Sylvia gets an article in the mail that shows with whom Howard has been having an affair, recognizes the name of Miriam Aarons. An all-out catfight ensues.

LITTLE MARY vs. CRYSTAL ALLEN

While in Reno, Mary finds out that Stephen has married Crystal. Little Mary, Mary’s daughter, does not like Crystal, but is civil to her because Mary has told her to be kind to Crystal. Crystal clearly is not the mothering type, and barely tolerates Little Mary. There is a confrontation between them where Crystal is on the phone in the bathtub with a mysterious man, and Little Mary becomes suspicious and eventually tells her mother.

SYLVIA FOWLER vs. CRYSTAL ALLEN

Sylvia and Crystal, who have become chummy, meet minutes after Crystal’s confrontation with Little Mary in the bathtub. Sylvia answers the phone when it rings, and it turns out to be the cowboy radio star Buck Winston. Crystal has been having an affair with the fiancé of the Countess de Lave.

By now, Little Mary has told her mother about the mysterious man, and with this newly found information about Crystal’s affair, Mary decides to take the initiative in getting Stephen back. She dresses for a party occurring that evening that Stephen and all the rest of the ladies are attending, and begins her recapture of her husband.

At the party, Mary tricks Sylvia into spilling the beans that Crystal is having an affair with Buck Winston, and thereby sets the ball rolling toward the end.

THE COUNTESS DE LAVE vs. CRYSTAL ALLEN

Also at the party, Buck Winston publicly declares his love for Crystal Allen. The Countess is humiliated, and Crystal goes for the jugular, implying that she is only after his money. The Countess reveals that all his money is gone, and that SHE is the sponsor of his popular radio show. Crystal is defeated, and her final line of the movie is:

“Well girls, I guess it’s back to the perfume counter for me. And by the way, there’s a name for you ladies, but it isn’t used in high society…outside of a kennel. So long, ladies!”

The movie ends with Mary running back to Stephen with arms outstretched.

Director George Cukor is magnificent in channeling all these feuds into fun and creative scenes. Though there is some serious dueling in the film, the sharpness of the script and slapstick humor keeps the audience entertained and keeps the film from getting too mean.

The Women remains one of the best films of that marvelous year of 1939, and one of the best comedies of all time, thanks to the brilliant performances by the actresses involved and the unparalleled directing of George Cukor.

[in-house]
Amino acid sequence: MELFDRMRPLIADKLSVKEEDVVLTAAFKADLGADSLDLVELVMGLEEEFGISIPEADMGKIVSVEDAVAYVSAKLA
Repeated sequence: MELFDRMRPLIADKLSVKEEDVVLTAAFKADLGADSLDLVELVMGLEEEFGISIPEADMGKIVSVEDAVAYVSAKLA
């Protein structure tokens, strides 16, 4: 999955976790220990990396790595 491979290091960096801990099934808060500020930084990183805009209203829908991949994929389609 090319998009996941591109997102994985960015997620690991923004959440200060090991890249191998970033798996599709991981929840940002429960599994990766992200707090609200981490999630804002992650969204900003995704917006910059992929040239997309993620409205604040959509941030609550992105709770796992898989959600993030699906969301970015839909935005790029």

Today is the final day of the Dueling Divas Blogathon! Be sure to check out all the entries here. Thanks for reading and a special thanks to those who contributed their hard work to this year’s blogathon. I can’t wait for next year!

Dueling Divas 2012

Announcing the 2012 Dueling Divas Blogathon!

It’s happening again! That’s right readers, it’s time for those sassy sparring ladies (or gentlemen, we’re all for gender equality here at Backlots) to get out their foils and do some serious dueling! The Dueling Divas Blogathon is back for its second year, and this time there is a twist.

The rules remain the same as last year. As a refresher, participants may blog about any of the following types of Dueling Divas:

  • Those who had a rivalry in real life, either over a particular film role or over a personality clash, ie Bette Davis and Joan Crawford
  • Those who had a rivalry on the screen, ie Mildred and Veda from Mildred Pierce
  • Any dual role played by an actor or actress in a classic film, ie Hayley Mills in The Parent Trap.

You can write about the divas themselves, compare their films, or if you are planning on covering an actor or actress in a dual role, you can compare and contrast the differences in the characters to give one example. There is really a very wide range of possibilities for this blogathon, and for those of you who haven’t participated yet it’s lots of fun!

Olivia de Havilland plays twins in “The Dark Mirror” (1946)

The Dueling Divas blogathon will be held between December 20 and 23, and you can submit any number of posts over those three days. To RSVP for the blogathon, simply comment on this post and I will add your name to the list of scheduled participants. You don’t have to tell me what you will submit and when just yet, but if you already have something in mind I would love to hear it! And don’t worry if you see someone writing about the same divas as you, as we all know there are some pairs who are massively popular and I don’t want to limit anyone’s creativity here!

Here are this year’s participants thus far:

Now for the twist.

Each blogger who submits a post will have his or her name put into a raffle. At the end of the blogathon on December 23, I will pick out a name from the raffle and the winner will have the choice between two prizes:

     A) A DVD of the classic horror film Whatever Happened to Baby Jane? starring two of our favorite dueling divas, Bette Davis and Joan Crawford.

     B) A copy of the TCM book Leading Ladies, that profiles the biographies of seemingly endless classic film stars including some real dueling divas!

The winner will receive his or her prize within a week of the blogathon’s conclusion. This is Backlots’ first competition/raffle, and I am very happy to be able to do it!

So start thinking about which divas you would like to profile, and be sure to RSVP in the comments section of this post so I can add your name to the list of participants. To add the blogathon to the events section of your site, you can use the banner at the top of this post and let your own readers know it is happening. I do want to keep it traditionally classic (before the year 1968), but if someone really wants to profile a classic clash from a more modern film, I don’t want to discourage it. As I’ve said before, the definition of “classic film” is very wide and there are no set rules about what is or what isn’t considered classic, so if you would like to profile divas from a post-1968 movie that you consider to be a classic, go for it.

Thanks for reading, and I can’t wait to see everyone’s posts in just about 6 weeks!